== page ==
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A group of people dressed in victoriana over a pram

The Importance of Being Earnest – Theatr Clwyd

Writer: Oscar Wilde
Director: Richard Fitch
Reviewer: Clare Boswell

The Importance of Being Earnest, currently in production at Mold’s Theatr Clwyd is one of Oscar Wilde’s most popular and enduring social satires and is a story which is familiar to most; at its centre is Jack ‘Ernest’ Worthing (Matt Jessup), who has made something of himself, despite not knowing his own parental origins, beyond that, he was found as a baby in a handbag that was left in a cloakroom at Victoria Station. Jack (who is also known as John as well as Ernest – the confusion starts early!) is in love with Gwendolen Fairfax (Emma Denly), who seems to return his affection, but only because she thinks his name is Ernest. Meanwhile, Gwendolen’s cousin Algernon Moncrieff (James Backway) sets out to seduce Jack’s ward Cecily Cardew (Robyn Cara), by pretending to be Jack’s younger brother Ernest. Inevitably, the four lovers end up in the same place, pursued by Gwendolen’s mother Lady Bracknell (Hilary MacClean) and chaos ensues.

Director Richard Fitch gives the play a smooth and slick flow and clearly stays true to Wilde’s intention of affectionately skewering the hypocrisies and pretensions of British high society. While Wilde’s satire clearly shines through and Fitch has given the production a youthful and fresh feel, his direction sometimes runs the danger of becoming too silly. Slapstick moments are a little too ‘hammed up’ and daft at times, which isn’t needed in dialogue where Wilde’s great and penetrating wit is enough to keep any audience member entertained.

Lee Newby has created a great set design and While Algernon’s quarters in Act 1 are a little underwhelming, Act Two certainly makes up for this and the garden at the manor house is truly striking. The depth of the staging and some strategically placed hedges allow for some wonderfully comedic entrances and exits. Fitch also created an ingenious end to Act 1, where the audience witnesses the transition between locations prior to the first interval, which is visually very effective and adds to the contemporary and exciting feel of the production.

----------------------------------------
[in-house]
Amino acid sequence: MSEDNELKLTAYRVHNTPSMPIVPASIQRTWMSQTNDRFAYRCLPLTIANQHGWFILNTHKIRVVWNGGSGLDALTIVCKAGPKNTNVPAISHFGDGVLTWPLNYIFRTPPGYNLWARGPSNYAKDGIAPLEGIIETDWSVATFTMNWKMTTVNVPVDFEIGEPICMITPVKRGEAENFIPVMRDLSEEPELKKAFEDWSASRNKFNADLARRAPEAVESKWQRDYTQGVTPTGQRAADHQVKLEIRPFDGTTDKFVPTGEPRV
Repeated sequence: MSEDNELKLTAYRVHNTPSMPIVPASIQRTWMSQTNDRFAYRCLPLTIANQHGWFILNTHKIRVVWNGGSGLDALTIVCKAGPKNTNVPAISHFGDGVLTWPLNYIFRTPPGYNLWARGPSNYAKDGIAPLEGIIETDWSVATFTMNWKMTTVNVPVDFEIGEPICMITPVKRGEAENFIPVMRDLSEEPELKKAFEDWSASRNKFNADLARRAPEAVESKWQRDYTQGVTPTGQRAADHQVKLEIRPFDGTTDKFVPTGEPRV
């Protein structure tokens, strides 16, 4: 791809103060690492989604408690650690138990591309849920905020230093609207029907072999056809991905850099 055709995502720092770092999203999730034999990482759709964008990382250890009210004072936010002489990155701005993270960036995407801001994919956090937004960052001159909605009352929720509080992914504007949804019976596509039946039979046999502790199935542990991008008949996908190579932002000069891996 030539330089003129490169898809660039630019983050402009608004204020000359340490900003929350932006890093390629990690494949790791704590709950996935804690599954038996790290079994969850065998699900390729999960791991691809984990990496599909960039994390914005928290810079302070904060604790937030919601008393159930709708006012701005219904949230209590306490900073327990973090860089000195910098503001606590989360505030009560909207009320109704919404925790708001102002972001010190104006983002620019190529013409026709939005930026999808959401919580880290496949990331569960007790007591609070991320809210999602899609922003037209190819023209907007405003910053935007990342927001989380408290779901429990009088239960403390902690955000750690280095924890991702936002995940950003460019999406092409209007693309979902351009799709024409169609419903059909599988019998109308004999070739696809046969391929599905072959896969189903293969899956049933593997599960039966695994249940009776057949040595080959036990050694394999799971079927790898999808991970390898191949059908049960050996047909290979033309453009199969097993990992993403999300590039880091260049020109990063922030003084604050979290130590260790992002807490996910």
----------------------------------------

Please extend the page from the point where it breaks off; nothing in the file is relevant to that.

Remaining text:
However, it is the energy and vibrancy of the four young suitors that really bring this production to life. Backway’s Algernon is confident, playful and irreverent, While in contrast, Jessup brings an endearing awkwardness to Jack; the result is a great rapport between the two paradoxical characters and some truly comedic moments; the choral movements between the two in Act 3 being a particular highlight. Denly and Robyn are delightful as love rivals Cecily and Gwendolen While Nick Harris gives a master class in character acting as the cynical Lane and foolish Merriman. Melanie Walter’s ever so slightly demented facial expressions as Miss Prism are a sight to behold, and alongside Darren Lawrence as Rev. Canon Chasuble clearly know how to extract maximum laughs from Oscar Wilde’s witty script. Hilary Maclean has some huge shoes to fill as the imperious Lady Bracknell and although her vocal delivery in Act 1 is a little hesitant, she more than makes up for this in Act Three where her mesmerising stage presence and physicality perfectly captures this imposing character.

The Importance of Being Earnest is a production abounding with vigour and although sometimes the slapstick stage business is a little overplayed, Fitch and his team are to be congratulated on breathing fresh air into Wilde’s comedy of manners.

Runs until 27 May 2017 | Image: Contributed

Writer: Oscar Wilde Director: Richard Fitch Reviewer: Clare Boswell The Importance of Being Earnest, currently in production at Mold’s Theatr Clwyd is one of Oscar Wilde’s most popular and enduring social satires and is a story which is familiar to most; at its centre is Jack ‘Ernest’ Worthing (Matt Jessup), who has made something of himself, despite not knowing his own parental origins, beyond that, he was found as a baby in a handbag that was left in a cloakroom at Victoria Station. Jack (who is also known as John as well as Ernest – the confusion starts early!) is…

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abounding with vigour

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